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tastytoursreviewThe Rule Maker

Rule Breakers #2

by Jennifer Blackwood

Version: ebook | Pub Date 16 Jan 2017 |

Publisher: Entangled Publishing, LLC



Ten Steps to Surviving a New Job:

1. Don’t sleep with the client. It’ll get you fired. (Sounds easy enough.)

2. Don’t blink when new client turns out to be former one-night stand.

3. Don’t call same client a jerk for never texting you back.

4. Don’t believe client when he says he really, really wanted to call.

5. Remember, the client is always right—so you can’t junk punch him when he demands new design after new design.

6. Ignore accelerated heartbeat every time sexy client walks into room.

7. Definitely ignore client’s large hands. They just mean he wears big gloves.

8. Don’t let client’s charm wear you down. Be strong.

9. Whatever you do, don’t fall for the client. You’ll lose more than your job—maybe even your heart.

10. If all else fails, see rule number one again.


Does the book engage you? Yes. It’s a classic uncertain girl with a super hot hunk with a dash of sports thrown in.


Are the characters convincing? Do they come alive for you? How would you describe them — as sympathetic, likeable, thoughtful, intelligent, innocent, naive, strong or weak? Something else? They do and don’t come alive for me. Zoey is likeable with a strong personality. Ryder is intelligent but self conscious that snowboarding is all he’s got going for him.
Do you identify with any characters? Are you able to look at events in the book through their eyes—even if you don’t like or approve of them? Do they remind you of people in your own life? Or yourself? Yes I can identify with the characters, unfortunately super sexy snowboarders are in my life at the moment.
Are characters developed psychologically and emotionally? Do you have access to their inner thoughts and motivations? Or do you know them mostly through dialogue and action? I didn’t see much of a character development for Zoey, she comes across as knowing what she wants from life while Ryder is scared to take risks that aren’t on the slope. You see the slow process he goes through to recognise what he has too loose if he doesn’t change his ways.
Do any characters change or grow by the end of the story? Do they come to view the world and their relationship to it differently? Ryder definitely grows and changes throw the plot. He understands that there’s more to life then snowboarding and that family doesn’t always know best.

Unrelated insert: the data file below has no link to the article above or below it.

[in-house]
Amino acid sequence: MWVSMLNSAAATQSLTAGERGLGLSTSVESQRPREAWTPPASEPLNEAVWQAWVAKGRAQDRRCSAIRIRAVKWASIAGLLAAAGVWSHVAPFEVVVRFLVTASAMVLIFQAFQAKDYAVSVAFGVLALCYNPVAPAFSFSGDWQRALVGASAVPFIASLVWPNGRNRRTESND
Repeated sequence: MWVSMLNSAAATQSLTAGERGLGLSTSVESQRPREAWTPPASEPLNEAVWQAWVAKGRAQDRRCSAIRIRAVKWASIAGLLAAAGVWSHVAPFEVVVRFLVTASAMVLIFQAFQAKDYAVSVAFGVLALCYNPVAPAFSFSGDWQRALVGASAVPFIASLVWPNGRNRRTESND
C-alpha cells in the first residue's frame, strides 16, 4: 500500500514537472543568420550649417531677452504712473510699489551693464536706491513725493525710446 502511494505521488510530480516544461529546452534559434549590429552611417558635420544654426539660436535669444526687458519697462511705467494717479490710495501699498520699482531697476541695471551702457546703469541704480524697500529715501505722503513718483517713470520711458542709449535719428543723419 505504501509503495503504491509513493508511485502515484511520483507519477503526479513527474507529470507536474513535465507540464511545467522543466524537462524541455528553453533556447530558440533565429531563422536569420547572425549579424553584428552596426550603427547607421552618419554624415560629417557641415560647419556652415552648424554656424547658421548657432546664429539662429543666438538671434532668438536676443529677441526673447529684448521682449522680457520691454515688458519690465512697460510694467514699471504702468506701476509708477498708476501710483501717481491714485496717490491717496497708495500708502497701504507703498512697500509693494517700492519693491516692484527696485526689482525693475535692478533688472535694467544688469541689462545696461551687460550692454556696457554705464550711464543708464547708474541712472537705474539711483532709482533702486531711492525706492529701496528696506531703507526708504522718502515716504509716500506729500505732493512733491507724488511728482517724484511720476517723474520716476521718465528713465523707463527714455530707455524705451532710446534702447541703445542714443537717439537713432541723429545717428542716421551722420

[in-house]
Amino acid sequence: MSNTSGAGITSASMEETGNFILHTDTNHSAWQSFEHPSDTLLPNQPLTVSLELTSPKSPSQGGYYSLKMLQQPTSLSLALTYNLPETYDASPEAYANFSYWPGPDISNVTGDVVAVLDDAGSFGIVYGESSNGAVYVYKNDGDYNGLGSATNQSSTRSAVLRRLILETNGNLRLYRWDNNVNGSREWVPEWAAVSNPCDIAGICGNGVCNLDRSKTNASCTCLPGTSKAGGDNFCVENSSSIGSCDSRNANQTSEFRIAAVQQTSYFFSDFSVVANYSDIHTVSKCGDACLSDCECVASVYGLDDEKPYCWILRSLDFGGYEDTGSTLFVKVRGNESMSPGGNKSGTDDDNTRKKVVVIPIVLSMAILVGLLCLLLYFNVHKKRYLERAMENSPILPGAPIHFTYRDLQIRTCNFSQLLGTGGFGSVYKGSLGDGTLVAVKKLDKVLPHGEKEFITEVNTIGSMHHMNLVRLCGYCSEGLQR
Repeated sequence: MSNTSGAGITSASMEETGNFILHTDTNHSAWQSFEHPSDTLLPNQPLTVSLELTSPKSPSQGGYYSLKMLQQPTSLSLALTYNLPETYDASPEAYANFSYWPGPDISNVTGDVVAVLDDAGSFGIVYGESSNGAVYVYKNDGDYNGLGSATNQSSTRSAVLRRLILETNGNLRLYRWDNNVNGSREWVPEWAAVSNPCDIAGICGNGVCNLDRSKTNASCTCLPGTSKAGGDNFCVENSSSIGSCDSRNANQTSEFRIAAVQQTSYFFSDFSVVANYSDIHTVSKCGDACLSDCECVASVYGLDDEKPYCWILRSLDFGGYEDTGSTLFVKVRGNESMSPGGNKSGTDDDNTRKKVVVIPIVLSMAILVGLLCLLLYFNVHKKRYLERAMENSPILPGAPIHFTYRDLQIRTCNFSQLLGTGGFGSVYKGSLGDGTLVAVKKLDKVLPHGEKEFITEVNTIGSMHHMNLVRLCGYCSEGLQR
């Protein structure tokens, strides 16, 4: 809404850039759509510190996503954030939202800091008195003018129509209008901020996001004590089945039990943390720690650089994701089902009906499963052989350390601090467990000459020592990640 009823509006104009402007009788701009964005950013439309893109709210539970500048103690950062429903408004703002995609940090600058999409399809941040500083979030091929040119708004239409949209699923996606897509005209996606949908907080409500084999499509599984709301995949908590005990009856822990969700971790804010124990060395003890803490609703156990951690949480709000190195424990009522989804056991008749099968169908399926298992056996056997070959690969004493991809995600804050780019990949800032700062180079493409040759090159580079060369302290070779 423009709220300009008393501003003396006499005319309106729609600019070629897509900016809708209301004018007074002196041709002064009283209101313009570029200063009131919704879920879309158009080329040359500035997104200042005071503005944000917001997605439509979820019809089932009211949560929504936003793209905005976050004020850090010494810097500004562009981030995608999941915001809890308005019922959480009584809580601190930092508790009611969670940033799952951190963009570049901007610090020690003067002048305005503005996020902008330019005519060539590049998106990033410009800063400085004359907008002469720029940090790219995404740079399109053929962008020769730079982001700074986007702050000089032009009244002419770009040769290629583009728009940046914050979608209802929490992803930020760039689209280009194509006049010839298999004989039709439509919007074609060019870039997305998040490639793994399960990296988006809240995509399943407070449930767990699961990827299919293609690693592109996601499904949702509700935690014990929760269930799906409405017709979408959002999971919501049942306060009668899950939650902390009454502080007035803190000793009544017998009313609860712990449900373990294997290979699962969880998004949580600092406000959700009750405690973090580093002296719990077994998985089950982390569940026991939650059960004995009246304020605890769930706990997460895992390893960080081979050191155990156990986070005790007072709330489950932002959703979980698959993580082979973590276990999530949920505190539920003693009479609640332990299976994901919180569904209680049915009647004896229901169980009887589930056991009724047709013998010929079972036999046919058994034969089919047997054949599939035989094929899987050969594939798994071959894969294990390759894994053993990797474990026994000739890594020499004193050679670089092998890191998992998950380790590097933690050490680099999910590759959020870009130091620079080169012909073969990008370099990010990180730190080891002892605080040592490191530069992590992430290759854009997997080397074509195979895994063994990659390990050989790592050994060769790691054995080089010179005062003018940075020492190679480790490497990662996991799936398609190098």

Is the story plot-driven, moving briskly from event to event? Or is it character-driven, moving more slowly, delving into characters’ inner-lives? The story is definitely plot driven, the author doesn’t detail the inner workings of the characters and the events that made them the people they are.
What is the story’s central conflict—character vs. character…vs. society…or vs. nature (external)? Or an emotional struggle within the character (internal)? How does the conflict create tension? There’s an emotional struggle for Ryder, can he be more than a snowboarder and succeed. His inner struggles make it difficult for him to make a decision quickly.
Is the plot chronological? Or does it veer back and forth between past and present? The plot is chronological, there’s not too much delving into the past in order to explain the characters reasonings.
Is the ending a surprise or predictable? Does the end unfold naturally? Or is it forced, heavy handed, or manipulative? Is the ending satisfying, or would you prefer a different ending? A little predictable hence picking it to read, I want a guy gets girl book, a happily ever after so too speak. The ending was adequate while I would have liked for Jason and Ryder to have stuck it to their grandparents!


Who tells the story—a character (1st-person narrator)? Or an unidentified voice outside the story (3rd-person narrator)? Does one person narrate—or are there shifting points of view? It’s a shifting point of view, swapping back and forth between Ryder and Zoey.
What does the narrator know? Is the narrator privy to the inner-life of one or more of the characters…or none? What does the narrator let you know? The narrators are privy to the inner life of the main characters as they ARE the main characters.


What about theme—the larger meanings behind the work? What ideas does the author explore? What is he or she trying to say? The theme is well thought out, I thought there was an opportunity to develop the story further. Speed up parts and draw out others.
Symbols intensify meaning. Can you identify any in the book—people, actions or objects that stand for something greater than themselves? Yes. Ryder now knows that Zoey brings out the best in him, not snowboarding. He’s more than just a snowboarder.


The Rule Maker is the second instalment to Jennifer Blackwood’s The Rule Breakers Series this time it centers around Ryder. A professional snowboarder who wants nothing to do with the family business. Then a snowboarding accident puts him out of action and bored clueless he offers to help his brother out on remodeling a property he’s purchased. This throws Ryder & Zoey together. One night with Ryder was all that she got…. no promises of more. Now Ryder’s back and Zoey has to protect her heart from non-committal Ryder.
Who knew a little time out was all that Ryder needed to put his life in perspective and Zoey right in his sights.
A really adorable, sweet romance with a sprinkling of sports to finish it off!

Score: 3.5/5




Jennifer Blackwood is a USA Today bestselling author of contemporary romance. She lives in Oregon with her husband, son, and poorly behaved black lab puppy. When not chasing after her toddler, you can find her binging on episodes of Gilmore Girls and Supernatural, and locking herself in her office to write.


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